“We did fairly well with all of those for 15-20 years and then we had the polar vortexes,” said Klingshirn. Klingshirn said they plan to replant those three acres worth of hybrid grapevines this year, but don’t expect any production for a couple years. “It takes five years for a new baby vine to grow up to be in full production,” said Klingshirn. So a winery, “is kind of a long-term investment.”


In the meantime, the winery was growing. Lee’s father added onto the original wine cellar and bottling areas — originally built in 1945 — and expanded the winery by four times its original size in 1978. “He knew at that point that I would probably be coming back to take over the business,” said Klingshirn, which he slowly began to do in the late ’80s to early ’90s.

“My dad is still around, but he was more than happy to give away the responsibility of running the business.”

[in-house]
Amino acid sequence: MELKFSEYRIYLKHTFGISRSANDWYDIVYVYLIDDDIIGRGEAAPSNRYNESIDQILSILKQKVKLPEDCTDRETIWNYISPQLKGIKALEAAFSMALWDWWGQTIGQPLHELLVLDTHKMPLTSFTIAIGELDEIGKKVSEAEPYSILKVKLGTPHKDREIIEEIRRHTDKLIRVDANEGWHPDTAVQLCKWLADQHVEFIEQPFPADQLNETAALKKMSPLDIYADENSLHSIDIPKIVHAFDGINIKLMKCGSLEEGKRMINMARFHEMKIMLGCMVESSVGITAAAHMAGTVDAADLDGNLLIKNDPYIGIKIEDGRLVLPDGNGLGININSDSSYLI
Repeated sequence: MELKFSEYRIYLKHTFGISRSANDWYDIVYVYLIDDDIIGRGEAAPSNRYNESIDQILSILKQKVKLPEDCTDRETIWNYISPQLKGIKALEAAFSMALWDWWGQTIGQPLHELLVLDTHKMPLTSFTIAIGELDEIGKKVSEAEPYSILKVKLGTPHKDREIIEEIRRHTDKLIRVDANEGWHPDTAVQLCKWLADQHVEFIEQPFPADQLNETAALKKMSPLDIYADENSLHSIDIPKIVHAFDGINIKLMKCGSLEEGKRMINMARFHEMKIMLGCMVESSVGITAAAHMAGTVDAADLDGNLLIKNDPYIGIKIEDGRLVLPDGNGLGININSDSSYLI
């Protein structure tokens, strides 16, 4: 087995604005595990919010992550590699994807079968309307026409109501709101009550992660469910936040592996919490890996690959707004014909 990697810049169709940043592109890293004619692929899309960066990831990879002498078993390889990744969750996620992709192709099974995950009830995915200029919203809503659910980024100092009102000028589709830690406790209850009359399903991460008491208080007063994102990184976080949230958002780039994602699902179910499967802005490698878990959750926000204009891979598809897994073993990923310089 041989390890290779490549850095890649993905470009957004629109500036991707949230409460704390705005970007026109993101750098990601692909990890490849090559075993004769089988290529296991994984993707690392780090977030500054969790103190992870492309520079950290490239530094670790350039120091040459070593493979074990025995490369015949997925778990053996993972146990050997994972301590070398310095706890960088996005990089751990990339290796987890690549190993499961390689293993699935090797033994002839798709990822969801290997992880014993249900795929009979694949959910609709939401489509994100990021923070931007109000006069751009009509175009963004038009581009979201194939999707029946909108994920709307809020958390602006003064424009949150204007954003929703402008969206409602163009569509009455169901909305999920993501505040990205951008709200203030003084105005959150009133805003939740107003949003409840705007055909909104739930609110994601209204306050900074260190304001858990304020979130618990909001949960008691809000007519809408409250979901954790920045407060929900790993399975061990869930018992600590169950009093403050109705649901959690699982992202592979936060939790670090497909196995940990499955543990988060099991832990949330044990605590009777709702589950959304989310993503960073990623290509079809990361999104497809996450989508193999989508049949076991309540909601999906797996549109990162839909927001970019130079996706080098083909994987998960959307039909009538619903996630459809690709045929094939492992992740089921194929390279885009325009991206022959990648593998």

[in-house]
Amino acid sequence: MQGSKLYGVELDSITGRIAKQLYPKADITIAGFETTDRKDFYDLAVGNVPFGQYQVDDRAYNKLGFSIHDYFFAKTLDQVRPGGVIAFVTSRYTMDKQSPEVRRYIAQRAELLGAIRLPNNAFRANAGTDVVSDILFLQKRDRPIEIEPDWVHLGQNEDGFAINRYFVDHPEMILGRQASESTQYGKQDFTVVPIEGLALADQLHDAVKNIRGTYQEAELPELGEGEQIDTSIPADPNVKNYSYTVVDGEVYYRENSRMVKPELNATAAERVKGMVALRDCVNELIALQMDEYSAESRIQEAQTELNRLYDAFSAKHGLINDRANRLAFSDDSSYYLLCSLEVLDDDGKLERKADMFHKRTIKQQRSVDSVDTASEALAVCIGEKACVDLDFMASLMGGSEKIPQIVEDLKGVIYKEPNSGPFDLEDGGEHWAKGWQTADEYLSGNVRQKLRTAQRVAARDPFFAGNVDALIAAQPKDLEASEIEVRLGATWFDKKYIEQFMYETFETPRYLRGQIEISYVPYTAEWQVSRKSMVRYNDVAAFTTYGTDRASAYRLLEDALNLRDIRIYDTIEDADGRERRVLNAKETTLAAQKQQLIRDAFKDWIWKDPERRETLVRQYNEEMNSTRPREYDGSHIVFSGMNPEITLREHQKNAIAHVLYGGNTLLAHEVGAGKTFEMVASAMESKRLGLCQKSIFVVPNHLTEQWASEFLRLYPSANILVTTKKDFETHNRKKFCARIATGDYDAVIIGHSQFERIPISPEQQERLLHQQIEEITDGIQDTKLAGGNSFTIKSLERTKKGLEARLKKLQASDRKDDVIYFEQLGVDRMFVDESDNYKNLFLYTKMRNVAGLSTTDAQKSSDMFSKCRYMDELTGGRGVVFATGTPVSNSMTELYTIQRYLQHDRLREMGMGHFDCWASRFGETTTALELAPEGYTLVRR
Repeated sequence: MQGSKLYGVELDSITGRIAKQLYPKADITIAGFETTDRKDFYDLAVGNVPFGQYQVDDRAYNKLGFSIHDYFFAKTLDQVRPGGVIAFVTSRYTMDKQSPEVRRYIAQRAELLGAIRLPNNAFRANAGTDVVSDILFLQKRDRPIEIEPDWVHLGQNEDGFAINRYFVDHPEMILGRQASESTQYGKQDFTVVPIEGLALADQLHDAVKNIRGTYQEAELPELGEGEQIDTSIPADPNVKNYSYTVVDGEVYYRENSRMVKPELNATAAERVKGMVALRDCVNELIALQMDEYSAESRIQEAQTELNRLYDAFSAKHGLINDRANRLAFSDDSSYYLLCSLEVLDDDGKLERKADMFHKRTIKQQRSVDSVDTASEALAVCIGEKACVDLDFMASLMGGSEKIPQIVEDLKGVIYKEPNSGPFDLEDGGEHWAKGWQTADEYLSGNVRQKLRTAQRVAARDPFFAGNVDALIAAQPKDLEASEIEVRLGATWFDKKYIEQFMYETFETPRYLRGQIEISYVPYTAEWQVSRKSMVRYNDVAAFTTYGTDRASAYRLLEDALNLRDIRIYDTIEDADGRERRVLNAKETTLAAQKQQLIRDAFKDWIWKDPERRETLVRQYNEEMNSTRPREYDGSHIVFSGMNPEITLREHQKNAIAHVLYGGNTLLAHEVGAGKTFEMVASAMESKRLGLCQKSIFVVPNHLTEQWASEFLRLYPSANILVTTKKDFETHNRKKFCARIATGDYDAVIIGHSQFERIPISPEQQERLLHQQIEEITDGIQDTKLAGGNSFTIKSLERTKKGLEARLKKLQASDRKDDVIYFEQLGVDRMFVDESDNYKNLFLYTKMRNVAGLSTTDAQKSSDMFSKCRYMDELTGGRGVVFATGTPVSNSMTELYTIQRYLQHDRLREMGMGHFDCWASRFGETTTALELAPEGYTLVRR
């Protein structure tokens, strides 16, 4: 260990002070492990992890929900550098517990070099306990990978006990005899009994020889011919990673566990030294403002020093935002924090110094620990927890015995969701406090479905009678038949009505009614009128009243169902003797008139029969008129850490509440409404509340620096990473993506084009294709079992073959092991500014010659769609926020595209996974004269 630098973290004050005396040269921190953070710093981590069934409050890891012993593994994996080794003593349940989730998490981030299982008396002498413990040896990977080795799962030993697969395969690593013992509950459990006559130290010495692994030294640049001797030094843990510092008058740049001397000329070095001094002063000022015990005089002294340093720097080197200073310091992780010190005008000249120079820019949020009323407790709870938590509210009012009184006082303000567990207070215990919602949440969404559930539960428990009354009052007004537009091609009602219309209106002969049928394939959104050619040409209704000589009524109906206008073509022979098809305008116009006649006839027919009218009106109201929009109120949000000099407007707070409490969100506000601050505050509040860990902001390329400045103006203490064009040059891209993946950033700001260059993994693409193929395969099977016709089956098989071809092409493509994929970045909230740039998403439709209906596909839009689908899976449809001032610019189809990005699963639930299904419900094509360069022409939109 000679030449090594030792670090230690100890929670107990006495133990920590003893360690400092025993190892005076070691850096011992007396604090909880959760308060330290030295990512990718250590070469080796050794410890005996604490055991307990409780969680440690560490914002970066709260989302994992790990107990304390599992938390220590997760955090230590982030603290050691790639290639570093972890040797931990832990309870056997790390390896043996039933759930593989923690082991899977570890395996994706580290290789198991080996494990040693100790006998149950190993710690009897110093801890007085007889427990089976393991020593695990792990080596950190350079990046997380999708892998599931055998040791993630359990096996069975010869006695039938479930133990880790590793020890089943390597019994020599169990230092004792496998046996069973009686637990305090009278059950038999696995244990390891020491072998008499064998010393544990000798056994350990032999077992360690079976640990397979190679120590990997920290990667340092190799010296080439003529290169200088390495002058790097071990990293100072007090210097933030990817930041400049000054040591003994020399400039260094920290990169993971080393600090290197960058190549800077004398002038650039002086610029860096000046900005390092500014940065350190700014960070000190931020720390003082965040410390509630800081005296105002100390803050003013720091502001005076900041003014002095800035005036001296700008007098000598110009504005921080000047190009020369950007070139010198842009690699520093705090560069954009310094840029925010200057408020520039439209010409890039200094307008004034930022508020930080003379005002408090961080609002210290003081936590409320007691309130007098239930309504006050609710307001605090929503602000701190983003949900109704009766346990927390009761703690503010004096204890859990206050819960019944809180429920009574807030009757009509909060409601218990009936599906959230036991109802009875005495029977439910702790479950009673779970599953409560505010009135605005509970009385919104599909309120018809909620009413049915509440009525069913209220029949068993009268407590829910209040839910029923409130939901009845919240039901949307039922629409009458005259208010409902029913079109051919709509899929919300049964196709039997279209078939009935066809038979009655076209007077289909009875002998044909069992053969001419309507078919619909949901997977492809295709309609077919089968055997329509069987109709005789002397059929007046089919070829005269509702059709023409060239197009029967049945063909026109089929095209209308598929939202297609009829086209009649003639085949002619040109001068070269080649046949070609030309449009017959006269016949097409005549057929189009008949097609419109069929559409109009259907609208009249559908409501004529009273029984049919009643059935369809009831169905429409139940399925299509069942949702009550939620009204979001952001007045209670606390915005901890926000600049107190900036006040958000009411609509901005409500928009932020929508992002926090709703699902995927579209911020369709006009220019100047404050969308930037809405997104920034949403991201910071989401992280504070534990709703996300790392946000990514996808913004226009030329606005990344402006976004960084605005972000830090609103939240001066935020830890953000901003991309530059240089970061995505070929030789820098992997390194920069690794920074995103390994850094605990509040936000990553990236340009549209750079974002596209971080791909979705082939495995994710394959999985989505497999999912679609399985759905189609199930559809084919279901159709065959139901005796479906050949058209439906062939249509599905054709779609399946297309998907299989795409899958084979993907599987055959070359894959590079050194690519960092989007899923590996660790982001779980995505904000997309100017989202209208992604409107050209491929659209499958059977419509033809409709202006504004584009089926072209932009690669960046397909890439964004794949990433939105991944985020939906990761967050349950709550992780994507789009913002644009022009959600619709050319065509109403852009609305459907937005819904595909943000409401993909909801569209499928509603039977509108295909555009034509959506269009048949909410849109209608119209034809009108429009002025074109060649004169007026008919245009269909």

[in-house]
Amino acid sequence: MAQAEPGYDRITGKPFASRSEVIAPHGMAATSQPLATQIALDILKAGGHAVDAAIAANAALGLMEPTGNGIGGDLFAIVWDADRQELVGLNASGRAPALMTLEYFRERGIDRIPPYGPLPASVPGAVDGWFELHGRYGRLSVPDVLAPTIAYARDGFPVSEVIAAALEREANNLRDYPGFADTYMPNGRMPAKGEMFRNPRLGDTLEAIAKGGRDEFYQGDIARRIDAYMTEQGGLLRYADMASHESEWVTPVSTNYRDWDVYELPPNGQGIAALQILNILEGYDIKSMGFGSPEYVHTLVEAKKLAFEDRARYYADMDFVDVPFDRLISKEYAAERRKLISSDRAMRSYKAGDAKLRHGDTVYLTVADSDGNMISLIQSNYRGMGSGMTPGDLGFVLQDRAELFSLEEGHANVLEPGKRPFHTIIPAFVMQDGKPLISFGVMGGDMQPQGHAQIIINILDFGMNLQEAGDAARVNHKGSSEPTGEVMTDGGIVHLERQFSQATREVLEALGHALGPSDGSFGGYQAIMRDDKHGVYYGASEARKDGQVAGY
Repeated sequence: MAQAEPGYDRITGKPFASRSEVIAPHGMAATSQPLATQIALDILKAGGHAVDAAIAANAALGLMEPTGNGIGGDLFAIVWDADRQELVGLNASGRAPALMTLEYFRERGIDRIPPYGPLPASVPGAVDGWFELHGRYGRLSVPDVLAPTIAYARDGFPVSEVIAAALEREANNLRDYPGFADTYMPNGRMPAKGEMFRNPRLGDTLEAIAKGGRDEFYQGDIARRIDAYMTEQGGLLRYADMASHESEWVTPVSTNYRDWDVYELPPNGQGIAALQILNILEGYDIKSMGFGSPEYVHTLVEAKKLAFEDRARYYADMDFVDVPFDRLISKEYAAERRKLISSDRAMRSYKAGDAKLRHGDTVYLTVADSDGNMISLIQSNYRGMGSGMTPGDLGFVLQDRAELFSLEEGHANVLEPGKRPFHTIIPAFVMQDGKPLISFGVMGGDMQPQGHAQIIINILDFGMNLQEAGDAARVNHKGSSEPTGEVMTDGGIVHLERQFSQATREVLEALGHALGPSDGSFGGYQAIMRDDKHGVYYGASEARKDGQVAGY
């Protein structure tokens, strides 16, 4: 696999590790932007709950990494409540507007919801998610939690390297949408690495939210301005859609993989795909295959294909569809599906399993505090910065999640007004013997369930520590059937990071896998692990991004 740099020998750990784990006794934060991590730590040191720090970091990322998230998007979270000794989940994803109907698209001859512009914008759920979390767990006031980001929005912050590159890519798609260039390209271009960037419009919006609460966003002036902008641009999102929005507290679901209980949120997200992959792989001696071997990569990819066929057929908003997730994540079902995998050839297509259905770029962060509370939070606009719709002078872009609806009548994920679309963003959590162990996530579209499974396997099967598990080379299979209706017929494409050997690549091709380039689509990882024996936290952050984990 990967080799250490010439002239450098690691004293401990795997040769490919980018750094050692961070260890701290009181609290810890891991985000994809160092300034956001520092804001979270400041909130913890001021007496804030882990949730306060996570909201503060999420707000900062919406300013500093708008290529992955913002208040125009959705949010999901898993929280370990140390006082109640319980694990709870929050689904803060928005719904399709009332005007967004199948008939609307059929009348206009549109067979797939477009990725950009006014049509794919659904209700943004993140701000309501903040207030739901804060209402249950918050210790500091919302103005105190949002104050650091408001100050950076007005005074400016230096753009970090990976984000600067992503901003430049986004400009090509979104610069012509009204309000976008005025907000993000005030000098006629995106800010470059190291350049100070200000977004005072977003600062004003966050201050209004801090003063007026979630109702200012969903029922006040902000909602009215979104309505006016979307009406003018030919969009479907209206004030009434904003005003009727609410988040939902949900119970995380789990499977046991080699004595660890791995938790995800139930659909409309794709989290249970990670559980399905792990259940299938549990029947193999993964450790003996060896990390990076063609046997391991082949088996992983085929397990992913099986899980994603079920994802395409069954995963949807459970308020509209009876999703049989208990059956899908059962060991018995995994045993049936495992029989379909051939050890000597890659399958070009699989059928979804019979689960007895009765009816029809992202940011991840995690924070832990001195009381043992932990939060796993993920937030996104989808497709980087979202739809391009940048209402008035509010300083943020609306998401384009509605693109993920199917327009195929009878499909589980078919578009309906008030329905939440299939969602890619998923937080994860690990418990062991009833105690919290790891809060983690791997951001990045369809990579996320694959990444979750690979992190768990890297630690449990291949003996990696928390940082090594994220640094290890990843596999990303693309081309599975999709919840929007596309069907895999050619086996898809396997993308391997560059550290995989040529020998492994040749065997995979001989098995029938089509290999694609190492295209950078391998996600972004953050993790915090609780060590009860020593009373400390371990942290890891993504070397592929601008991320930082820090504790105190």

Klingshirn Grape Grower Award
Lee Klingshirn was honored with the Ohio Grape Grower of the Year Award from the Ohio Grape Industries Program in December of 2015. Ohio Grape Industries also honored an Ohio winemaker. This was the first year for the program to award grape growers and winemakers in the state of Ohio. (Catie Noyes photo)

Since taking the reins, Lee Klingshirn earned himself the Ohio Grape Grower of the Year award, this past December, from the Ohio Grape Industries Program. Ohio Grape Industries is a state-funded program that promotes all Ohio grape products. During its annual winter conference in December, the group decided to honor one grape grower and one winemaker based on nominations from fellow winemakers and grape growers.

“This was the inaugural year; the first time they ever did it and they picked me,” said Lee Klingshirn, who was happy to show off his Senate proclamation hanging on the wall. He feels the main reason he received the award is because, “I’ve always been a team player.”